Good Grooming 101
While the basis for having a shiny coat and a healthy horse stems from good nutrition, grooming is an essential part of properly caring for a horse. In addition to a healthier, shinier coat, daily grooming gives you the opportunity to thoroughly examine your horse for injuries, swellings or parasites. The hands-on approach of grooming also creates a bonding experience for both the horse and caregiver.
Healthier, You Say?
Your horse’s skin is the largest organ in its body. The horse’s haircoat insulates and protects the skin. The horses skin consists of two layers; the epidermis (which is the outer layer that you see), and the dermis (which is the inner layer). The dermis contains hair follicles, oil glands or sebaceous glands, sweat glands and blood vessels. Appropriate nutrition provides the skin with necessary oils, proteins, and nutrients, while exercise and grooming produce good circulation and skin movement, which stimulates the sebaceous glands to produce sebum, the horse’s skin oil. The sebum or skin oil distributed through the hair coat results in a beautiful and healthy, protective shine.
Ready, set, groom!
Begin your daily grooming routine with your horse securely tied or cross-tied in a halter. Halters with a throatlatch snap or grooming halters are ideal because they allow you to thoroughly groom your horse’s head. Begin grooming on the horse’s left side at the top of the neck, working downward and back towards the hip. Repeat on the right side, following with grooming of the face and legs.
1. Curry with Fury
The comb is used to bring dirt, dandruff and loose hair to the surface of the coat and to massage skin and muscles beneath the coat. The curry comb should be worked in a circular motion along the horse’s body. Firm pressure can be applied on heavily muscled areas of the horse, and light pressure should be applied to boney areas – such as legs. Curry combs are available in several varietie,s including rubber, plastic and metal. Rubber curries are gentlest to the animal, and metal curries should only be used on very thick, heavy winter coats.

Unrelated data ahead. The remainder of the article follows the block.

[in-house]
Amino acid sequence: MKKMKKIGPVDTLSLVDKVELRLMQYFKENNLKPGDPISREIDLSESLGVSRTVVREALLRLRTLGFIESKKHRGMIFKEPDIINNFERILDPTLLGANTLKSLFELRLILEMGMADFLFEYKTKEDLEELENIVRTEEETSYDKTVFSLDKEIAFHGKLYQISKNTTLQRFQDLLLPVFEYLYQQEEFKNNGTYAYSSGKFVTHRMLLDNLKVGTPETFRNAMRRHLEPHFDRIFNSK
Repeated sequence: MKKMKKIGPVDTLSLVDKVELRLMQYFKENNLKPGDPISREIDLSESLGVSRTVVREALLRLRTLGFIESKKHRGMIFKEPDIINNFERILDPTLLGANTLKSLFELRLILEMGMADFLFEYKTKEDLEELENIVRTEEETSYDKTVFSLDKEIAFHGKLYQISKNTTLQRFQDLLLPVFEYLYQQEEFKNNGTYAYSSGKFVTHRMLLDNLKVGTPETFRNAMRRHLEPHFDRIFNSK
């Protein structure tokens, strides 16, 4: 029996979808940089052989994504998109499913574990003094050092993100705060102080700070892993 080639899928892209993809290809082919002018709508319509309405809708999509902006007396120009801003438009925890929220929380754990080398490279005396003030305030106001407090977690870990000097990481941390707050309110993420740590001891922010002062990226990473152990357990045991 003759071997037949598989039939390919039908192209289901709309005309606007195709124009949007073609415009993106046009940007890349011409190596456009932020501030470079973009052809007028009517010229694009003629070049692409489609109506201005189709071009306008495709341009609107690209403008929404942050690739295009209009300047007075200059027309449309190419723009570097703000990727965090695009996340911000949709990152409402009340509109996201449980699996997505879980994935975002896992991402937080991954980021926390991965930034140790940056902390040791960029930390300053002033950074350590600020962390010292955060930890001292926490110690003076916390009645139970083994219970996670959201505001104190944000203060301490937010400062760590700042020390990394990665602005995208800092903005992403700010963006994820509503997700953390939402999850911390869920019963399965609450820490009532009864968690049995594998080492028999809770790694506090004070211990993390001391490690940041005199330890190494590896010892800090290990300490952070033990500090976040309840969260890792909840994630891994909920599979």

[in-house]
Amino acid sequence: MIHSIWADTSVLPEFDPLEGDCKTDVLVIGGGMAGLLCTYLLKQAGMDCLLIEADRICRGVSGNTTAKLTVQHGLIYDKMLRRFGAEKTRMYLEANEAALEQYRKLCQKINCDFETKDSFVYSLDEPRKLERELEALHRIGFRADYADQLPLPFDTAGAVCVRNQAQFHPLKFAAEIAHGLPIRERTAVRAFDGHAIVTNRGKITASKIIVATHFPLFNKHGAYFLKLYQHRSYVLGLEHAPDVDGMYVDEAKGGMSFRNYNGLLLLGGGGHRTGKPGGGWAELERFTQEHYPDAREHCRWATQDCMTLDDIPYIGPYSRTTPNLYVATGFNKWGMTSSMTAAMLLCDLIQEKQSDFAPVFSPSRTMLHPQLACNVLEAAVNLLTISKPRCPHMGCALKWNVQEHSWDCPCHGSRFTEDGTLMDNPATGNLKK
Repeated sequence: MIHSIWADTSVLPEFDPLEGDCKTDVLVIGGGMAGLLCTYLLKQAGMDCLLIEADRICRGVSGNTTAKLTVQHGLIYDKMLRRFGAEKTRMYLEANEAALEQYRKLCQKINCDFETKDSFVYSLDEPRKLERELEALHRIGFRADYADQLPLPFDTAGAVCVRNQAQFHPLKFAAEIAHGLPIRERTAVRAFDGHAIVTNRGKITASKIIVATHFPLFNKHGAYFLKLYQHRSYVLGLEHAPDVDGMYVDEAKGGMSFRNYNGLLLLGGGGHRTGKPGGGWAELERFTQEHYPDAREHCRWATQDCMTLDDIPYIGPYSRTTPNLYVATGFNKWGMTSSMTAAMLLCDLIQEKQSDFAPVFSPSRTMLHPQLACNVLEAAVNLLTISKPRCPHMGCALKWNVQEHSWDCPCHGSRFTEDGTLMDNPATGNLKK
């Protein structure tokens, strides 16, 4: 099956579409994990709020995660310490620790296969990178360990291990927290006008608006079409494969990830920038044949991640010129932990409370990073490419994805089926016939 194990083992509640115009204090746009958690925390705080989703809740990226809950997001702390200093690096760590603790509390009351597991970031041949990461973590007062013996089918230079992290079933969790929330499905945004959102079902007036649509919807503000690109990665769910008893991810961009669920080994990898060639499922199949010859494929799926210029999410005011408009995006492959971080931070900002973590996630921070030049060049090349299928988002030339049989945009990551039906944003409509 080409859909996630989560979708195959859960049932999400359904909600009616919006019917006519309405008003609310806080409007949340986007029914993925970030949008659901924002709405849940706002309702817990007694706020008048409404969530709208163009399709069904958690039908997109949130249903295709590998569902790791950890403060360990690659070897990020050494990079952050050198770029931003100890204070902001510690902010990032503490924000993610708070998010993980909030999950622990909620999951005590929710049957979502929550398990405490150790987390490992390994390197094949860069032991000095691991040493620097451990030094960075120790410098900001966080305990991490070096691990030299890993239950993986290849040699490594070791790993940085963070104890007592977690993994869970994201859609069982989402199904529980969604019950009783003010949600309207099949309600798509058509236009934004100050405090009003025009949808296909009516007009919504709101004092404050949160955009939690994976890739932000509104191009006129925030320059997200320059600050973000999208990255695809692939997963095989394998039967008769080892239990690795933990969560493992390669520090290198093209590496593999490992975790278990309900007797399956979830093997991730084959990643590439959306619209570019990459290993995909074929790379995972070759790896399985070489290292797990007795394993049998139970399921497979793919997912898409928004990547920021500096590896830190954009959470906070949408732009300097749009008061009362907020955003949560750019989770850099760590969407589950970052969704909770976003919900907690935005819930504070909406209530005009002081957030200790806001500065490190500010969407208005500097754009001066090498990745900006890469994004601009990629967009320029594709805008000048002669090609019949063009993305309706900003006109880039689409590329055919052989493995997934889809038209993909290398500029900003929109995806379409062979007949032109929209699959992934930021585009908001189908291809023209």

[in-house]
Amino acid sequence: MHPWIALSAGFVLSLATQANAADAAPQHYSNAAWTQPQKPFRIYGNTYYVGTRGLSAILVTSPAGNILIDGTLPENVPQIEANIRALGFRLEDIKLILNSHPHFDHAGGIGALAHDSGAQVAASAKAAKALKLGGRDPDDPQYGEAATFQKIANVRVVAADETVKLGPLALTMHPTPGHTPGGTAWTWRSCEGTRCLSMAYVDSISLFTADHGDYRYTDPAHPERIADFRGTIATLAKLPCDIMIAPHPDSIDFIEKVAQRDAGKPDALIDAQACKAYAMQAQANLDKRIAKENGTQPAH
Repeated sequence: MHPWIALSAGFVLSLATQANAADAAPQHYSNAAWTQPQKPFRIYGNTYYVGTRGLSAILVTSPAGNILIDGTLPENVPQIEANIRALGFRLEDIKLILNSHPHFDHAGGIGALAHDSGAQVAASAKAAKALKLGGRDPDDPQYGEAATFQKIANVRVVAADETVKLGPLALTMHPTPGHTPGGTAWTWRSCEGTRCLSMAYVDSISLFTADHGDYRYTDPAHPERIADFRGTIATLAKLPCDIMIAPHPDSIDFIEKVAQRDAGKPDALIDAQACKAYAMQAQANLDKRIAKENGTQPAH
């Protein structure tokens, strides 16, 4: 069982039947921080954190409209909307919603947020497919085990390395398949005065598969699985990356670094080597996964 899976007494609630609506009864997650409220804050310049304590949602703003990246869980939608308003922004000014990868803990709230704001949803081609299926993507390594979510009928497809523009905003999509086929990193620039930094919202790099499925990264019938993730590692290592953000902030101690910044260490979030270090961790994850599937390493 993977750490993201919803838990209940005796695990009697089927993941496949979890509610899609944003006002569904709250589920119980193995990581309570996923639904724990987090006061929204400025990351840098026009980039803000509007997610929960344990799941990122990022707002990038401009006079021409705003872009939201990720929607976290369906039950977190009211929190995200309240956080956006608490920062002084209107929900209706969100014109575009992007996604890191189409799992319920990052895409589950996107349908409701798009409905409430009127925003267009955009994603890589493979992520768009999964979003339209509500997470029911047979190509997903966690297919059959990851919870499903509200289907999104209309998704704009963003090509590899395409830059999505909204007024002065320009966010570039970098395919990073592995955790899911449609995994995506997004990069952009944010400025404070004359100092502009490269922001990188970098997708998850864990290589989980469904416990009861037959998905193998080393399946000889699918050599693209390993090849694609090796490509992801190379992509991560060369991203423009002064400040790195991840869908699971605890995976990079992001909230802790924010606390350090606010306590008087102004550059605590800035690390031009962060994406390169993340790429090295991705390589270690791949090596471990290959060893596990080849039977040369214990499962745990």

2. It’s a Dandy
When you finish currying, your next tool is a dandy brush or mud brush – a hard, stiff, long-bristled brush. This brush is used to penetrate hair and to reach the skin’s surface. The dandy brush sweeps larger particles of dirt from the skin and hair. Brush along the direction of the hair in short, firm strokes. The dandy brush is also helpful for dried, caked-on mud or for grooming horses with a thick winter coat.
3. The Bod
Thirdly, the body brush, a medium-stiffness, short-bristled brush is used to remove the dander, dust, loose hair and debris from the coat’s surface. Your horse should be brushed from head to hoof with the body brush, following the direction of your horse’s hair until its coat appears clean. The body brush is helpful in distributing your horse’s natural oils throughout his coat.
4. Towel Power
Following the body brush, a stable rubber or damp towel should be used to wipe down the eyes, ears, lips and nostrils. For a final touch, use a finishing brush (a medium-length, soft-bristled brush) or a soft grooming mitt over the entire horse. This will remove any dust and leave a smooth, polished-looking coat.
5. Long Hair Care
Manes and tails must be groomed with special care to avoid pulling out or breaking hair. Coat sheen sprays are used primarily in the mane and tail to detangle and condition the hair. The special properties of these sprays help eliminate tangles and minimize hair loss. To begin grooming the mane or tail, spray a light mist of a coat sheen spray into the mane and tail. Beginning at the bottom of the mane or tail, gently pick out any tangles by hand. Once the mane and tail are free of tangles, begin brushing from the bottom of the tail, working toward the top. This method will minimize hair tangles and breakage.
Equus Caballus, the magazine of the domestic horse, has been dedicated to the proper care and feeding of horses, ponies, donkeys and mules for over seven years. This site is a compilation of over 400 archived articles and new features about nutrition, health and equine management.
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